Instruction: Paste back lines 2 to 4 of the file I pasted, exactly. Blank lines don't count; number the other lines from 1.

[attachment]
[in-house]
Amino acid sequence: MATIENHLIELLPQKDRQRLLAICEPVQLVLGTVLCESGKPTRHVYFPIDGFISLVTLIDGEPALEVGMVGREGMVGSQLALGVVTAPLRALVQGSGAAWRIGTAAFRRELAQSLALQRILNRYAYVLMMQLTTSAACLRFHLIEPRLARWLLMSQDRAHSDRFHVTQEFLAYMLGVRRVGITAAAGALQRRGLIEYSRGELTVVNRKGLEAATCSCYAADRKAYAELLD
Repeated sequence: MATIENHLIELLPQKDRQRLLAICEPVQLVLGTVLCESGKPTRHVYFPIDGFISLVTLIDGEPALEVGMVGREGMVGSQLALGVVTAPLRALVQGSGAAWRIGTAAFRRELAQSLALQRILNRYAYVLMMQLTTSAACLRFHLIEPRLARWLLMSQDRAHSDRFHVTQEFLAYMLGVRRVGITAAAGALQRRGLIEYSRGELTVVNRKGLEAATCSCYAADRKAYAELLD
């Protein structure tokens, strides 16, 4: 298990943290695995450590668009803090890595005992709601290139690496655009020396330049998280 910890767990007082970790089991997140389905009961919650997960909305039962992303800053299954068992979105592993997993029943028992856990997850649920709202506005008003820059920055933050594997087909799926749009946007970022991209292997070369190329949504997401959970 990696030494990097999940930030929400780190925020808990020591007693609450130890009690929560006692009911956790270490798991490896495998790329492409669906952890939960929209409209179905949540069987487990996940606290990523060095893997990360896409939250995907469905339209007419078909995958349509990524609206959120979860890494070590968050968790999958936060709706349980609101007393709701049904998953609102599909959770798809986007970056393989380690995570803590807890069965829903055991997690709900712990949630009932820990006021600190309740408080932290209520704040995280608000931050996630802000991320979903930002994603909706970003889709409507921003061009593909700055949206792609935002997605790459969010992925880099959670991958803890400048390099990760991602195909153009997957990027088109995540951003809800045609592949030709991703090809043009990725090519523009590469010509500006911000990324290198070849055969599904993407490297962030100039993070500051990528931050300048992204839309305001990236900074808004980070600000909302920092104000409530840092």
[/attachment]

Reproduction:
Amino acid sequence: MATIENHLIELLPQKDRQRLLAICEPVQLVLGTVLCESGKPTRHVYFPIDGFISLVTLIDGEPALEVGMVGREGMVGSQLALGVVTAPLRALVQGSGAAWRIGTAAFRRELAQSLALQRILNRYAYVLMMQLTTSAACLRFHLIEPRLARWLLMSQDRAHSDRFHVTQEFLAYMLGVRRVGITAAAGALQRRGLIEYSRGELTVVNRKGLEAATCSCYAADRKAYAELLD
Repeated sequence: MATIENHLIELLPQKDRQRLLAICEPVQLVLGTVLCESGKPTRHVYFPIDGFISLVTLIDGEPALEVGMVGREGMVGSQLALGVVTAPLRALVQGSGAAWRIGTAAFRRELAQSLALQRILNRYAYVLMMQLTTSAACLRFHLIEPRLARWLLMSQDRAHSDRFHVTQEFLAYMLGVRRVGITAAAGALQRRGLIEYSRGELTVVNRKGLEAATCSCYAADRKAYAELLD
């Protein structure tokens, strides 16, 4: 298990943290695995450590668009803090890595005992709601290139690496655009020396330049998280 910890767990007082970790089991997140389905009961919650997960909305039962992303800053299954068992979105592993997993029943028992856990997850649920709202506005008003820059920055933050594997087909799926749009946007970022991209292997070369190329949504997401959970 990696030494990097999940930030929400780190925020808990020591007693609450130890009690929560006692009911956790270490798991490896495998790329492409669906952890939960929209409209179905949540069987487990996940606290990523060095893997990360896409939250995907469905339209007419078909995958349509990524609206959120979860890494070590968050968790999958936060709706349980609101007393709701049904998953609102599909959770798809986007970056393989380690995570803590807890069965829903055991997690709900712990949630009932820990006021600190309740408080932290209520704040995280608000931050996630802000991320979903930002994603909706970003889709409507921003061009593909700055949206792609935002997605790459969010992925880099959670991958803890400048390099990760991602195909153009997957990027088109995540951003809800045609592949030709991703090809043009990725090519523009590469010509500006911000990324290198070849055969599904993407490297962030100039993070500051990528931050300048992204839309305001990236900074808004980070600000909302920092104000409530840092």